• We’ll have My So-Called Band playing 90s covers in a motorcycle shop / vacant gentlemen’s club in the South6th District, which is emerging as a new arts scene we know you’ll want to support. (Thank you to our friend Shelby Smith for letting us use his awesome building between Music City Center and the Nashville Rescue Mission.)
  • Our non-profit creative partner, Turnip Green Creative Reuse, is helping us with over-the-top Christmas Vacation-themed decorations.
  • Everyone will get at least one free drink (members get two), complements of Lipman Brothers.
  • And if you bring a new or gently-used winter hat (think Uncle Eddie from the movie), we’ll be sure it’s donated to the Mission across the street.

This whole party – like Nashville – will be at least 15 shades of amazing.

Tickets to Christmas Staycation – as well as memberships that will get you into a year’s worth of similar events with topics ranging from music and literature to art and fashion to food and rec sports – will go on sale on Monday, Dec. 9.

Memberships and Christmas Staycation tickets will be available on our website, which launches Dec. 9.

ONE WEEK FROM TODAY!

Things That Keep Me Up At Night: From Bro-Oprahs to Convenience Marriages to Feminists’ Daughters

Here is a partial list of themes I keep thinking I’ll turn into a blog post, novel or at least a Facebook rant. Maybe you all can help me figure out what to do with them.

In no particular order:

1. Whether people in a position to hear other people’s secrets (priests, therapists, flings) have a more compassionate, or more jaded view of mankind. Related: whether you need to know someone’s secrets to really know them.

2. Young, bro-Oprah types who seem to be trying to “help people” as writers / speakers who talk about themselves a whole lot. On Twitter, at conferences, in blog posts about blogging, etc. (Are they underemployed? Looking for girlfriends? A mystery.)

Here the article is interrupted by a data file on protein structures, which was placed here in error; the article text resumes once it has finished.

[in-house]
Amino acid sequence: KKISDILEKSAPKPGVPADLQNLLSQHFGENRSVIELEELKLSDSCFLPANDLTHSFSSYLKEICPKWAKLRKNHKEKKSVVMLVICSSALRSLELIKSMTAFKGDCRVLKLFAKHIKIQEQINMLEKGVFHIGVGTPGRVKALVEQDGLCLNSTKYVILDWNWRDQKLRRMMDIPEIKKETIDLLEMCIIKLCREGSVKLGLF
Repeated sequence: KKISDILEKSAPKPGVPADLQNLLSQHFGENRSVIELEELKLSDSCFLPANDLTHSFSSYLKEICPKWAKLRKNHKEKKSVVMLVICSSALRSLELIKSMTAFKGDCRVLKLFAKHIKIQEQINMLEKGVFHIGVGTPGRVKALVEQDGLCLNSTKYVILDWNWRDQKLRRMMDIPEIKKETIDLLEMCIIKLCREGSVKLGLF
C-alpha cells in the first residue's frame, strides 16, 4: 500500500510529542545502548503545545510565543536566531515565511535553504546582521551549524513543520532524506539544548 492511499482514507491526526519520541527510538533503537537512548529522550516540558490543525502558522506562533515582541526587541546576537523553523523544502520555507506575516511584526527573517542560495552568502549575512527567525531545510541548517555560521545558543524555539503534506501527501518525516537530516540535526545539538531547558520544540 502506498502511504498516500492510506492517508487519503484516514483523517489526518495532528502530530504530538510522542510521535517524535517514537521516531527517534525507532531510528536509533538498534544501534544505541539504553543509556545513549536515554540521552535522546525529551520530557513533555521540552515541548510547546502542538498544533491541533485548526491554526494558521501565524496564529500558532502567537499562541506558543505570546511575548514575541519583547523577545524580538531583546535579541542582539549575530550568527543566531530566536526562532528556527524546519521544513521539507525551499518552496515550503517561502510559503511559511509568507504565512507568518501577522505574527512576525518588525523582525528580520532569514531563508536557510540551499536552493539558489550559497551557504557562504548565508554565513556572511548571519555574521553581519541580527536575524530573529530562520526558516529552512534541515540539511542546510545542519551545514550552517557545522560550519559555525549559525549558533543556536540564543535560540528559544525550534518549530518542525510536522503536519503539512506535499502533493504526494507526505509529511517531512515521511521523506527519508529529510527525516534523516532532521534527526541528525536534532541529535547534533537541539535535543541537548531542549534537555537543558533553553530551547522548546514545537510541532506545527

3. Writing a performance review for your life. Not your work life. Your whole life. What would your goals be? How would you measure success? How would your kids, friends, doctor, neighbors rate you?

Continue reading

On being photographed with a cocktail in hand

In her family, people fought bravely with addiction and depression. They made gut-wrenching personal decisions and accepted tough financial times with graceful humility for the good of their children.

His family was full of drunks and crazy people. They had abortions and lived off food stamps. Continue reading

Is There Anything New Under The Sun?

Lily on her last day of being 10.

My daughter, Lily, on her last day of being 10. She says, “Yes, there is much new under the sun.”

Is there anything new under the sun?

Solomon says no.

With a little more than one day left in 2012, the speaker at our church Sunday asked the congregation what we thought.

I gave the question a solid half hour or so, I promise.

Then my 11-year-old daughter and I went about our frantic, thank-god-the-holidays-are-almost-over, suburban rainy day.

Some lowlights:

- We argued about her nail polish. (She said it was dry, I said it was wet, and when she smudged it and I said ‘I told you so’, she refused to speak to me for at least three whole Taylor Swift songs.)

Continue reading

Perennial Christmas

The sedum bloomed beautifully, taller than most sedum and full but tightly constructed like a cheerleader’s pompon, just like it did the year before and the year before that. The difference was that as it grew, the stalks separated from the middle of the original plant, spreading all over that part of the garden and leaving a hole in the center that mildly annoyed the gardener but not enough to propel her to do anything differently.